If I were God,
I’d break up with me
for so much talking,
but He assures me
He loves our talks
and would be heartbroken
if I stopped talking to Him
and telling Him what I love.

God is so lovely,
Isn’t He?
He IS love, completely.

He loved me first.
So I love and love,
and hope to be,
more love,
so someday, when I die,
all that will be left of me
is a sunbeam of love,
shining on the floor.

©Elaine Wood-Lane      4/16/14

Poetry in Motion

Great article on teaching poetry now! I love the movie Dead Poets Society because it put poetry and life in motion, which is as it should be. Poetry isn’t dead. Poetry isn’t dry, boring words we simply read in a book. Poetry is the passion, life and glory of our souls connecting with the world. If you ever want to understand yourself and your feelings in a situation, write a poem about it without editing yourself. The words that flow from you will reveal you to yourself in a way that is quite startling. Yes…I love poetry! Can you tell?

Poetry is as important and alive now as it ever was. What will your verse be?

House Ghosts

Italo Calvino said: The more enlightened our houses are, the more their walls ooze ghosts. 
 Image credit: “love don’t live here anymore” – © 2009 Robb North – made available under Attribution 2.0 Generic

I came upon the old house in the field almost by surprise.  I was hiking through an empty cotton field, letting my bare feet sink into the soft rows of hot, dry soil to the dampness underneath just as I did as a child with my cousins.  We loved playing in the hot cotton fields before the little sprouts of cotton came up and cracked the soft rows of furrowed soil in a million different directions. I loved those times playing at my aunt’s farm in the fields.  There was so much to do and see and a million possibilities for make believe adventures.  I was just remembering the big wooden cotton trailers we used to climb around in and the old small shacks that housed large farming implements when I came within a foot of the red brick wall ahead of me before seeing it.

I felt a chill come out of the empty front door and realized the same chill was drifting down from the open windows on either side of the door.  In 102 degree heat, feeling any kind of chill was just plain spooky.  The fact that it was oozing out of this old abandoned red brick house struck a shiver down my spine.  I had been in dozens of these types of houses as a child, some abandoned, some not.  My cousins and I weren’t supposed to ever go near one of these abandoned houses, but we felt if we were careful and didn’t get hurt, what difference did it make?  Ok, I felt that way and since I was the only girl among a group of boys, if I went into spooky places, they followed along.  No girl was ever going to do more than they were!  It wouldn’t be fitting at all!  It’s funny, but as a wee girl growing up, I bounded into houses like this with no fear at all.  I was girl, I was invincible, I was…stupid sometimes, but we sure did have a lot of fun!  Now, standing in front of this old house in the heat with chilled air coming from inside it, I must admit my heart trembled.  What was this feeling of caution and trepidation?  Was it because I had lost my childish sense of adventure or was there another cause?

Taking a deep breath and saying a little prayer, I stepped over the threshold into the house.  The entire house creaked…not the floor but the whole house!  Dust and cobwebs floated down from the ceiling, or what passed as a ceiling.  There were huge gaping holes in the ceiling where the years had worn their way through.  Sunbeams shone through the holes and dust motes were clearly visible.  At least I thought  they were dust motes! As I stared at the floating motes I suddenly perceived a shape forming.  It was a woman in a long, old-fashioned dress, her hair in a prairie bun and a bitter slash of a mouth.  Where her eyes should be I only saw dark spots with pinpoints of light.  Lord!  Was I having a sunstroke or just losing my mind?  I closed my eyes, took a deep breath and slowly re-opened my eyes.  She was still there and had been joined by a little boy in old overalls full of patches.  He was grinning.  Good grief!  I really was losing my mind!  I’ve always been accused of having an overactive imagination, but this was right round the bend.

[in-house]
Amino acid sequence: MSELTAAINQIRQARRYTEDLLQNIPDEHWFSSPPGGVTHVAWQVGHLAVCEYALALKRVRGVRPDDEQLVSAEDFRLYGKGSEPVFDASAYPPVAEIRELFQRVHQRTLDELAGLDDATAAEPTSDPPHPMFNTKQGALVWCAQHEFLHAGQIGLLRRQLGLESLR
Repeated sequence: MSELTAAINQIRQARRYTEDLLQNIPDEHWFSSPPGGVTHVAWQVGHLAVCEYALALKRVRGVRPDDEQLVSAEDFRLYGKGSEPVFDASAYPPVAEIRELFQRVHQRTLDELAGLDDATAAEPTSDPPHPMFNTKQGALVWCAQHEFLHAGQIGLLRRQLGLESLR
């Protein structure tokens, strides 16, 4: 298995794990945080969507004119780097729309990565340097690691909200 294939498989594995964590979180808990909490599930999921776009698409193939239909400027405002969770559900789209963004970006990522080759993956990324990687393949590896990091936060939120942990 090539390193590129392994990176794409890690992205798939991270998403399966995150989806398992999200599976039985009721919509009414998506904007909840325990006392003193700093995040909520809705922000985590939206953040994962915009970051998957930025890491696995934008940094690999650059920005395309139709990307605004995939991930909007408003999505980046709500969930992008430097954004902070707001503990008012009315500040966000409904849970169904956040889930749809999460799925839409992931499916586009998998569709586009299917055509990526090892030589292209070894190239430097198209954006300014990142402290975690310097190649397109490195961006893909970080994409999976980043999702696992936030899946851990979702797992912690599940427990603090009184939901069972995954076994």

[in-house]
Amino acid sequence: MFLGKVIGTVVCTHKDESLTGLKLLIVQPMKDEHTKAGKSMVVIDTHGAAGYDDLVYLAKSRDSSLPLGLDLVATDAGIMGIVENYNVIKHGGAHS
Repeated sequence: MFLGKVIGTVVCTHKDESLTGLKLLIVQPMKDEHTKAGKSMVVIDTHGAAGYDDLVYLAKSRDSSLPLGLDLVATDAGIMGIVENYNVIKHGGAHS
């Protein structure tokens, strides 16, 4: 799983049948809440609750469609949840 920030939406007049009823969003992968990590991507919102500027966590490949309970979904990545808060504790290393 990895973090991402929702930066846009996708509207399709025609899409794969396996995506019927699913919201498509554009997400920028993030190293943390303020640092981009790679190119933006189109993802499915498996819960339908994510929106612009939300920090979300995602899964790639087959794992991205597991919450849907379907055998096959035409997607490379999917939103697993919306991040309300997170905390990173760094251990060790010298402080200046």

I’ve often wished, going through old houses and buildings that the walls could talk and tell their stories.  Had I conjured these shapes of people from that deep secret desire?  I was feeling a little lightheaded, but was afraid to close my eyes again.  Ok, I was terrified of closing my eyes and something awful happening to me.  I opened my eyes wider and pulled out my water bottle.  Maybe if I drank some water, my flights of insanity would abate.  As I took a deep swallow of water, the air became more chilled.  I slowly looked up and the shapes were staring at the water longingly, desperately and they were moving closer!  That’s when I noticed the frost on the walls and the floor forming.  I backed up.  The shapes came closer.  I started to scream, threw the water bottle at the shapes and tried to turn around and run back out the door…

“Honey, are you okay?  I’ve been looking all over for you!  You look awfully pale.”  My husband was kneeling beside me.  I was all tangled up in myself.  My legs looked like pretzels and felt like jelly.  I started to sit up, but Alan said to stay put while I drank some water.  “What in the world happened?  You look like you’ve seen a ghost!  I was looking everywhere for you when Buddy came running back, having a fit.  I’ve never seen him so agitated!  He led me over here to this old stack of wood and bricks.  Must have been a house at some point, but not much of it is left.”  I sank back on the hot, soft Texas dirt of a cotton field, staring at the house that once was.  I’ve always wondered, did I have a sunstroke or did I really see ghosts in the house that was no more?  I guess I’ll never know…


I was given the photo above as inspiration and decided to write a little short story with it.   I hope you enjoyed it as much as I enjoyed writing it.